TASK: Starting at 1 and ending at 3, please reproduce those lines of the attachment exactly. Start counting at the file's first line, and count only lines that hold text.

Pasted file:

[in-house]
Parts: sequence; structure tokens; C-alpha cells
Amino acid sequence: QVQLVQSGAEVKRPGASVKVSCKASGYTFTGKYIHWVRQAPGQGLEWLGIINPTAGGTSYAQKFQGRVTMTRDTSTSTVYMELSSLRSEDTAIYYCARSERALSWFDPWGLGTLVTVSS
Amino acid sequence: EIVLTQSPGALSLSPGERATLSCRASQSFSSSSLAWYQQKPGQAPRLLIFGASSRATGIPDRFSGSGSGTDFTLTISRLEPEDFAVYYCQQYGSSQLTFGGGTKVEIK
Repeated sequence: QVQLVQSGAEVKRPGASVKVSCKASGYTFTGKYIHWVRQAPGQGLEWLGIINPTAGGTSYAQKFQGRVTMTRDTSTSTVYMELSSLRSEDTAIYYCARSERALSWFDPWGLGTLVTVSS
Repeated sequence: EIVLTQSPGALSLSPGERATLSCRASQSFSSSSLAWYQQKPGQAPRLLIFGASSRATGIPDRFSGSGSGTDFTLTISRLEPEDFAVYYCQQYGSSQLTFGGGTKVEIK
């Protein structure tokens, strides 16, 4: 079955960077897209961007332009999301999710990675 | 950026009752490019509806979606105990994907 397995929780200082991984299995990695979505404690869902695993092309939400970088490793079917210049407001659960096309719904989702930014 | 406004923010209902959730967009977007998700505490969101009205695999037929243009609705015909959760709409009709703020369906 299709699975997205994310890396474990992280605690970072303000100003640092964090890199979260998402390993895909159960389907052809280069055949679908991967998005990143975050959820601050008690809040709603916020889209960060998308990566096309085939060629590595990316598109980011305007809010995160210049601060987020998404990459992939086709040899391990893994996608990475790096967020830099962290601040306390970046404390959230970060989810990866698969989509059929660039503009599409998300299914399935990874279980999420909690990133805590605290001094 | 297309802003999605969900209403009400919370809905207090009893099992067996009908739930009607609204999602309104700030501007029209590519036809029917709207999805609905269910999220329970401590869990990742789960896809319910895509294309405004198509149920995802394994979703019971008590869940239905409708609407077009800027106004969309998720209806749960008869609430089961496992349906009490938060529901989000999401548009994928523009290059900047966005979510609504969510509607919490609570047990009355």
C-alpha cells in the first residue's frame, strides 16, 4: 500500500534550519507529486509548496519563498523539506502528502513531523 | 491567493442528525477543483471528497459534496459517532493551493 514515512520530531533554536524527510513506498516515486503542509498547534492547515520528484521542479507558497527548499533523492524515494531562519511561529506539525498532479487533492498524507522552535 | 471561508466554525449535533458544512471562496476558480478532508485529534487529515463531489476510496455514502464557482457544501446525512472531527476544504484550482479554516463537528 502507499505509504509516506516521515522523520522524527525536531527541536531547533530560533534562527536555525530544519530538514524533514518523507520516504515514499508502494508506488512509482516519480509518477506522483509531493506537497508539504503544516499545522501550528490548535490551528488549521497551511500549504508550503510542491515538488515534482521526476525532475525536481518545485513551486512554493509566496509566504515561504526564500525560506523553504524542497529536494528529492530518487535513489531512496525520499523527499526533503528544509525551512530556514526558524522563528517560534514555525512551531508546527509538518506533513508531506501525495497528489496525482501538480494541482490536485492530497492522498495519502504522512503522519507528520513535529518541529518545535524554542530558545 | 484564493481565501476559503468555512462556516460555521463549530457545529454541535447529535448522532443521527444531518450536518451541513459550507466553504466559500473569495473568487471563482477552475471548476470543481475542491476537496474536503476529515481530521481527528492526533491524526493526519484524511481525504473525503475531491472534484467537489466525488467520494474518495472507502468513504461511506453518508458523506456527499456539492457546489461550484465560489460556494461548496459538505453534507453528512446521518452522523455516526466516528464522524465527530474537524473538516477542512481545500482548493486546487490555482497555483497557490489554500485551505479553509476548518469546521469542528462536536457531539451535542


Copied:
[in-house]
Parts: sequence; structure tokens; C-alpha cells
Amino acid sequence: QVQLVQSGAEVKRPGASVKVSCKASGYTFTGKYIHWVRQAPGQGLEWLGIINPTAGGTSYAQKFQGRVTMTRDTSTSTVYMELSSLRSEDTAIYYCARSERALSWFDPWGLGTLVTVSS